Synopsis of Morgellons Fiber Specimens

By Jan Smith    

This page was compiled as a guide to the many varying types of Morgellons fiber specimens that I have found thus far. More detailed information is presented on some of the specimens in the Photo Journal and at other headings at the Morgellons Exposed website. Other researchers may have additional specimens to those I have discovered. This disease has variations from person to person.  There are many different kinds of fibers involved with Morgellons disease.  Each type has it's own specific purpose.  This is why I have come to the conclusion that a complex system of wiring is taking place in human beings.  The chemtrails, tainted food, inoculations, and clothing fibers are an attempt to transhumanize us or to simply reduce our life span.  I suspect it is both. 

Blue Fibers:

View 2 of "golden head" fiber.  The gold colored material was inside and melted out of the blue fiber upon butane burn.  See my paper 'Comparing Money Fibers' with these fibers.

1

2

 

Blue " golden head" fiber that revealed a payload when subjected to a 30 second butane flame

   

Blue round fiber that will not burn (pre burn) will become a "golden head" if subjected to butane flame for 30 sec.

 
     

 

   

3

4

 

Blue grooved fibers found with concave center have emptied their payload in the  body and are now empty "golden head" type fibers.  Casing is non burning but "golden head" will not form in burn since inner core is now empty.

   

Blue fibers encased in red glowing gel that will not burn but turn clear upon burning.  Different properties than "golden head" in photo #1

 
     

 

   

5

6

 

Burned Specimen from red gel encased blue fiber. Red gel falls away in strips blue fiber inside turns clear after burning.  Pigment is on the inside.

   

Red gel encased blue fiber.  Head appears upon 30 sec. butane burn but is not a "golden head" but dark brown.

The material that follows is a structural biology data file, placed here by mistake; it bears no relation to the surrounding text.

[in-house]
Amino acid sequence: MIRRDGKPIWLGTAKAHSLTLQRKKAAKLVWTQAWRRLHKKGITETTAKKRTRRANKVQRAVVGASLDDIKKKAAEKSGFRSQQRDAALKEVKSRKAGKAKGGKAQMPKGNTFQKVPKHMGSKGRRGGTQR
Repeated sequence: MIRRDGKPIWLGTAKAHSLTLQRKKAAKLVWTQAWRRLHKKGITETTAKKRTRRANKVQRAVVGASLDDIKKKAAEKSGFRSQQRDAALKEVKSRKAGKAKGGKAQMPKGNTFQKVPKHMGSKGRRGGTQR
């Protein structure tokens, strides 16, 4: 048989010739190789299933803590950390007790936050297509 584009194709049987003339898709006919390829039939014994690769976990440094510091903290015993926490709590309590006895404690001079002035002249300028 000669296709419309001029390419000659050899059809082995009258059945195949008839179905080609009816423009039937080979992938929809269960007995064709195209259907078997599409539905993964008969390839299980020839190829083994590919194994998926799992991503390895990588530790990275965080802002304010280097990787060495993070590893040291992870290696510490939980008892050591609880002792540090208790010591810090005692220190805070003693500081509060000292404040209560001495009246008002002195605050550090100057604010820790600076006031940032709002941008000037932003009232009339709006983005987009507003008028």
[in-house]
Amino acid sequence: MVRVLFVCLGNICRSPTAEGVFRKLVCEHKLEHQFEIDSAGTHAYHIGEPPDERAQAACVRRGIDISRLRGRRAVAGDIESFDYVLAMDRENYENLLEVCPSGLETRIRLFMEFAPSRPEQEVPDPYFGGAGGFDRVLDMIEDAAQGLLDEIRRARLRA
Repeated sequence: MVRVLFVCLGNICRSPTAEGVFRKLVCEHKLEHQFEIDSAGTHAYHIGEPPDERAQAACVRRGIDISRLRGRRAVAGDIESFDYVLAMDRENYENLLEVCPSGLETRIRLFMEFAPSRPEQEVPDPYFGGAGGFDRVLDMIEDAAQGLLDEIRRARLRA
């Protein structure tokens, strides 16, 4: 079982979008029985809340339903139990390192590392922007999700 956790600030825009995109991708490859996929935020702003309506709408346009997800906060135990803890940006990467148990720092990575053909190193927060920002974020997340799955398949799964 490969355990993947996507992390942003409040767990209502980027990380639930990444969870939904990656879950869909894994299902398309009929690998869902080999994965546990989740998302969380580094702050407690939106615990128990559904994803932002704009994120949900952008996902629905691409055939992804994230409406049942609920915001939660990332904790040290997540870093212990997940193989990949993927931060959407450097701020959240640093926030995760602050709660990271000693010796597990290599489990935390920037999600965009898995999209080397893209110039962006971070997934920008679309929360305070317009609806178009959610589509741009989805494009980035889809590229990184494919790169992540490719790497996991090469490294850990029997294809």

7

8

 

Fibers containing bundles of clear fiber- optic wires. Casing unravel like a barber pole.

   

Thin, flat blue fibers will burn

 
     

 

   

9

10

 

Coarse blue fiber balled end and large, curved tube attached to other end. (recent find 2010)

   

Coarse blue fiber with balled end, burnable.

 
     

 

   

11

12

 

 Large curved tube fibers one end flared the other end closed. Recent find 2010

   

Cluster of blue, curved, tube fibers attached together at one end.

 
     

 

   

13

14

 

Blue prion-like folded fibers.

   

Inky blue cluster growing fibers, rare.

 
     

 

   

15

16

 

Blue fiber with clubbed end. Rare.

   
Blue and clear fiber combination, with pigment on the inside, rare.
 
           

 

Colorless Fibers:

 
 

1

2

 

Clear, smooth fiber optic-type fibers found in bundles, small diameter.

   

Large diameter fiber optic-type wires as found in this Nano Communications Array.

 
     

 

   

3

4

 

Large Fiber optic-type tubes/wires that branch due to presence of red glowing gel on the outside .

   

Large flat clear fibers growing from red glowing gel.

 
     

 

   

5

6

 

Flat, bent, fibrotic strands are less clear fibers.  This piece is entirely made of entwined fibers that formed a solid-looking plaque.  Red gel is nearly always involved with the growth of all types of colorless fibers.

   

This is fibrotic fiber with other clear fibers and colored fibers  as found inside the mass in photo 8 below.  It looks to be the makings of a single organism. 200x